Editor's note: During the past two decades, Dominion Energy has emerged as one of the most influential political forces in Virginia.
Last month, in a decision that could allow the Richmond-based monopoly to reap an estimated $1 billion windfall, the Virginia Supreme Court confirmed that the General Assembly can constitutionally freeze electric rates.
This is part one of a three-part series that explores the utility’s transformation and political power – and what that means for the company's 2.5 million customers.
Thomas F. Farrell II was just a tall 40-year-old lawyer with a blank legal pad when he walked into a General Assembly meeting room in early 1995.
The three members of the State Corporation Commission were waiting for Thomas E. Capps, chairman and CEO of Dominion Resources Inc., the parent company of Virginia Power. They hoped to resolve a political battle between the commission and energy company over legislation to give regulators clear authority to protect monopoly utilities like Virginia Power from interference by their corporate parents.
But Capps was late in returning from business in New York, so the commissioners met for the first time with Farrell, an unknown attorney from Alexandria for a Richmond law firm then called McGuire, Woods, Battle and Boothe. Within six months, Farrell would begin his meteoric rise to the top of the utility holding company and a dominant role in Virginia politics.
"He said, 'I don't know much about utility law, but what are your concerns?'" recalled former SCC Judge Theodore V. Morrison, a conservative Democrat and trial lawyer who had represented Newport News for 20 years in the House of Delegates.
The question exasperated the regulators because Farrell was part of a legal team that had battled the SCC publicly for more than six months over its investigation of a ferocious corporate feud between Dominion and Virginia Power, which then accounted for about 93 percent of the parent company's revenue and was the biggest electric utility in the state.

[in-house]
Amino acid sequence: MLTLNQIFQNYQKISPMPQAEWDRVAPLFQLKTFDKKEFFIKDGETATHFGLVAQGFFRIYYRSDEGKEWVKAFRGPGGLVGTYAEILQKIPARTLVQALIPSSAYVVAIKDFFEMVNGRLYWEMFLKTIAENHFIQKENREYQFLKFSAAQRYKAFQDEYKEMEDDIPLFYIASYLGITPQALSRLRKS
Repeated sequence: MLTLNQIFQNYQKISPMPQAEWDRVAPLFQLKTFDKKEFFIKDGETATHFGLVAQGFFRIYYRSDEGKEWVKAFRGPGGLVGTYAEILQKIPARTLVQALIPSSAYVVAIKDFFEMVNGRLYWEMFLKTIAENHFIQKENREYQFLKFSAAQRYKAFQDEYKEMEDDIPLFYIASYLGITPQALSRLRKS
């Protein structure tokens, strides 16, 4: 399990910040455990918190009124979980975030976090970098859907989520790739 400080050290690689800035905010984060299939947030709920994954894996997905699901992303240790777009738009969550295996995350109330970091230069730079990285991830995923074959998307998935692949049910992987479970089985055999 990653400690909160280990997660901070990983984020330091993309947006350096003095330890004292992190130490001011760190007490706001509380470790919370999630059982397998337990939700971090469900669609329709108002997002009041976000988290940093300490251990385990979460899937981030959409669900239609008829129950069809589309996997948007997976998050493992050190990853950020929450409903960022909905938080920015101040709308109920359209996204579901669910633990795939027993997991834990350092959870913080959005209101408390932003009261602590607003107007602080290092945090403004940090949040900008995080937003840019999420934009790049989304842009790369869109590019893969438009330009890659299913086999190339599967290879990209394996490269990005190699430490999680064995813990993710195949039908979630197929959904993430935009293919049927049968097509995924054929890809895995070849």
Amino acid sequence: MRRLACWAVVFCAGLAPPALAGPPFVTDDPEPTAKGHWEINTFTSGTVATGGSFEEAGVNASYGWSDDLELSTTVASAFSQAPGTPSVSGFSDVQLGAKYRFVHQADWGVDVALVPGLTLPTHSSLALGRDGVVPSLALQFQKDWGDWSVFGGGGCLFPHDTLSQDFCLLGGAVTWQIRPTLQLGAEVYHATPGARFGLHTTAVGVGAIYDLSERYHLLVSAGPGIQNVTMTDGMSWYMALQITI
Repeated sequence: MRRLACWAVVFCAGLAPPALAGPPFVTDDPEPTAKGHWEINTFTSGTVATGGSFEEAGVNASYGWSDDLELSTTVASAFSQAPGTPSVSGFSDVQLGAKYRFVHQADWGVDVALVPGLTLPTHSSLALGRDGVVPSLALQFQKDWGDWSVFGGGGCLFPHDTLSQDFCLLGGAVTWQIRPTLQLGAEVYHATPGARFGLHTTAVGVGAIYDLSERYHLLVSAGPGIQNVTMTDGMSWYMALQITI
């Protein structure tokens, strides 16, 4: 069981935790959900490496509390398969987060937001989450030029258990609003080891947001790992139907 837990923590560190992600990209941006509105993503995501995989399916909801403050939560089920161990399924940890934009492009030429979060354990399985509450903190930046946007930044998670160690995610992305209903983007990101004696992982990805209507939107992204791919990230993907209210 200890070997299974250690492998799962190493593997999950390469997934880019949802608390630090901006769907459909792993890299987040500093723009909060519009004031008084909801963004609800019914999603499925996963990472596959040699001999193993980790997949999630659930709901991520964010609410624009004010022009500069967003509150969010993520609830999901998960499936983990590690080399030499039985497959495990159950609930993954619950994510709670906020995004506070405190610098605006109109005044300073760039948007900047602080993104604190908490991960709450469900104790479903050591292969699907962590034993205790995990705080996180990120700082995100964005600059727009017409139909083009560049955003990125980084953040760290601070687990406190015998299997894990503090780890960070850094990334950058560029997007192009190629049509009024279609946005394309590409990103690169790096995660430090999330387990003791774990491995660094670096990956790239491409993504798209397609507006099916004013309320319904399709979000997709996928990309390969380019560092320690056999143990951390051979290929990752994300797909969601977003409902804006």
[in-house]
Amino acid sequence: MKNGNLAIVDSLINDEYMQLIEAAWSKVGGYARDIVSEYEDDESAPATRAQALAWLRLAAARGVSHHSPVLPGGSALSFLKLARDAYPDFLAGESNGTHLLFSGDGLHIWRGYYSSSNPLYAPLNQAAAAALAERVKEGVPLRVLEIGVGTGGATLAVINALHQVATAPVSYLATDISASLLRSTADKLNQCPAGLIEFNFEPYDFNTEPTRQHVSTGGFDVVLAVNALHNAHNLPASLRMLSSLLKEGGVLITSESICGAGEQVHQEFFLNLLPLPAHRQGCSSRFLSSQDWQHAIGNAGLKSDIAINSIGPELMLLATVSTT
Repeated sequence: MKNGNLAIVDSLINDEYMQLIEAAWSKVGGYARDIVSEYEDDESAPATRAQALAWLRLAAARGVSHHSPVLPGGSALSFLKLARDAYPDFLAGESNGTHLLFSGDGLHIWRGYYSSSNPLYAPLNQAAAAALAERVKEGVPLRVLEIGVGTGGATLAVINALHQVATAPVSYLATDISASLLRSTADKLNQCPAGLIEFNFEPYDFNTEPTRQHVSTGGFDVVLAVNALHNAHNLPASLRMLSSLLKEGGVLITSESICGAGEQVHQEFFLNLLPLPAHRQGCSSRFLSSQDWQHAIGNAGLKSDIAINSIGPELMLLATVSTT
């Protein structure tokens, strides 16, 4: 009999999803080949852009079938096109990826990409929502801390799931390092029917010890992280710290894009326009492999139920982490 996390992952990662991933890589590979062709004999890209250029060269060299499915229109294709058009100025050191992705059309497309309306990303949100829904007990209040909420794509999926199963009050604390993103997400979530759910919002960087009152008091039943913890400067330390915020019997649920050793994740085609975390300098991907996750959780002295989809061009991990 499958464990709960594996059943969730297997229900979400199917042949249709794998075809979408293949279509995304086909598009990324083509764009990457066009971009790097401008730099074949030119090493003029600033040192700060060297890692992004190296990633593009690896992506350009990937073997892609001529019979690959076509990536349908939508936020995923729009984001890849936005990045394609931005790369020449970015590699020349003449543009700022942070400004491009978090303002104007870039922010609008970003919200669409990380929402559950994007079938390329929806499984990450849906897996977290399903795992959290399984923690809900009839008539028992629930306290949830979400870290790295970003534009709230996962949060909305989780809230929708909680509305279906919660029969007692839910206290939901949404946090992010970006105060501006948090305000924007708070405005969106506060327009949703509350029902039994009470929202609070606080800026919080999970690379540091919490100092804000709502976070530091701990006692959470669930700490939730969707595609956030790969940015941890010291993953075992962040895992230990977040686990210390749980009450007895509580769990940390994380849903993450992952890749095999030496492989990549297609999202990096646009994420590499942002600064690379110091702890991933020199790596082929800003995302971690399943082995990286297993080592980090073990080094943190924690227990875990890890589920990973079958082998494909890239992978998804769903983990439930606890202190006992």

The meeting came to nothing — a feverish Capps arrived too ill to negotiate — but it was the first encounter between the man who today runs Dominion Energy with unmatched economic and political clout, and the SCC, the institution enshrined in the Constitution of Virginia more than a century ago to protect the interests of homes and businesses captive to monopoly businesses.
For more than two decades since, the SCC and Dominion have clashed over their competing missions, but there is little question which has the tighter grip on power.
Since the corporate feud ended more than 20 years ago, the power company has become part of an energy giant, Farrell has risen into the corporate stratosphere, and the SCC's once sweeping powers to regulate monopoly electric companies have diminished in the face of an electric industry driven increasingly by shareholder profits.
"It was a shift, no doubt about it," said John B. "Jay" Adams, former CEO of the A. Smith Bowman Co. distillery in Fredericksburg and a leading member of the Virginia Power board of directors during the feud.
Farrell jumped to Dominion as its general counsel months after first meeting the SCC in 1995. He now leads a national energy company worth more than $50 billion, 10 times its size in 1995, with extensive interests in natural gas transmission, storage and distribution, as well as merchant power plants, solar fields and other renewable energy projects across the country. He became the company's chairman 10 years ago and earns more than $12 million a year in total compensation.